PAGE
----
The European Parliament has called for new rules to monitor Internet censorship by autocratic regimes.
The political body voted overwhelmingly in favor of the motion on Wednesday, 580 votes for, 28 against and 74 abstentions.
British member of the European Parliament, Richard Howitt, said that new technologies have massive implications for human rights and that the European Union needs a coherent policy. "There is a race between those harnessing new media to the purpose of liberation and those who seek to use it for repression," he said.
Wednesday's resolution calls for the European Commission to come up with new rules by 2013 to improve the monitoring of E.U. exports of technology that can be used to censor or block websites and monitor mobile communications. It also wants more accountability for companies that willfully sell to despotic regimes.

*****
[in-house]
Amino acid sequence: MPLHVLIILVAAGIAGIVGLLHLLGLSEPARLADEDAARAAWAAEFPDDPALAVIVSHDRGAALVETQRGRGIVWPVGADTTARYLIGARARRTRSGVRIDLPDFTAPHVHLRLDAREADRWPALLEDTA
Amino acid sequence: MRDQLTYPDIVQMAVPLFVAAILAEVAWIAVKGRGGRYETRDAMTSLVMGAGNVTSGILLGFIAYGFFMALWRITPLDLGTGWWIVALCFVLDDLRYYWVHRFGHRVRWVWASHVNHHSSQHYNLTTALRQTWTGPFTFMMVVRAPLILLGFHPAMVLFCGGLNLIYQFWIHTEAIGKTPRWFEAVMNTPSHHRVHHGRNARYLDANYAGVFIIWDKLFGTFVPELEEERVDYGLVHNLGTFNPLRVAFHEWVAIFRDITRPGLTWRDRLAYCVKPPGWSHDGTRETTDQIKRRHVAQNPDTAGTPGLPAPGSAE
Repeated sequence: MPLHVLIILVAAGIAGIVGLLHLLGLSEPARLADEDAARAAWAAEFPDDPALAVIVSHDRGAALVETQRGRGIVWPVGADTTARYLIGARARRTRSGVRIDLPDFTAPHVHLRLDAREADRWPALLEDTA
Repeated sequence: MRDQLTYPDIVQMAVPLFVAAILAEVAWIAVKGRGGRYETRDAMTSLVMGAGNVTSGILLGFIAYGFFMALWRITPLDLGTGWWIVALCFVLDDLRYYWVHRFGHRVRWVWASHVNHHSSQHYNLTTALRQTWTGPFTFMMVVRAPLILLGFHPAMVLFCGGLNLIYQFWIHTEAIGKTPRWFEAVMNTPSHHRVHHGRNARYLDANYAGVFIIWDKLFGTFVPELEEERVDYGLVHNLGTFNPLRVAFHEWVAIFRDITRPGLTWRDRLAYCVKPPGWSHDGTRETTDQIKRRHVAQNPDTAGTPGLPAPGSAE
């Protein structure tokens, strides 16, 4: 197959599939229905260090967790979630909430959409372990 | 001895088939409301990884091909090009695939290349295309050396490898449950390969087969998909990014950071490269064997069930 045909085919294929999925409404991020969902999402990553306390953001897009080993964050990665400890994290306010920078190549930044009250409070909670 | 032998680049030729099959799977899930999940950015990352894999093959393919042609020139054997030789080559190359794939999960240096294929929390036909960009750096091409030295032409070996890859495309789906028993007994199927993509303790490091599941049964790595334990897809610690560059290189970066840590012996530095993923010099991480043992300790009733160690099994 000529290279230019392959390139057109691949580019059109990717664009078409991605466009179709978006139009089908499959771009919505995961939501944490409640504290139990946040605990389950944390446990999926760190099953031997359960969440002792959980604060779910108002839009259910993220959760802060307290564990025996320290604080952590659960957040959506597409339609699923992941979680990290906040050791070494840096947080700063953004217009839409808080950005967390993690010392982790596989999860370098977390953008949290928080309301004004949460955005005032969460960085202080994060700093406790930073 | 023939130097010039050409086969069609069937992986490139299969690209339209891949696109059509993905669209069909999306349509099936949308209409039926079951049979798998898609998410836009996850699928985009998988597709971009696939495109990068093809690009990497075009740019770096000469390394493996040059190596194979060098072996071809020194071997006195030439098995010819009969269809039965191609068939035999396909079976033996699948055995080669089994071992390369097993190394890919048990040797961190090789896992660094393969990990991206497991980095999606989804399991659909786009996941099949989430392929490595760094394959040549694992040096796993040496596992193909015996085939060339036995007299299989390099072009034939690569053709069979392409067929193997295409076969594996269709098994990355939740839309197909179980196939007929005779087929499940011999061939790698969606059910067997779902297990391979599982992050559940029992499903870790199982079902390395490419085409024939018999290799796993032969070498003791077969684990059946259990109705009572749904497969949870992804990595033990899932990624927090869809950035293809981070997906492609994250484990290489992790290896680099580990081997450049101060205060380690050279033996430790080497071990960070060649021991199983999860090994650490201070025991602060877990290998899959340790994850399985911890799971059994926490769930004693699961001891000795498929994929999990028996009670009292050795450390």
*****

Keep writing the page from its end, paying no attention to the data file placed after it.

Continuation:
Howitt condemned Vodafone's action in suspending its services at the request of Hosni Mubarak just weeks before the revolution in Egypt. However he singled out Google for praise, saying the Internet giant had done a lot to resist censorship in China.
A study by the OpenNet Initiative recently found that political censorship is pervasive in seven countries including China, Syria and Burma and widespread in many others.
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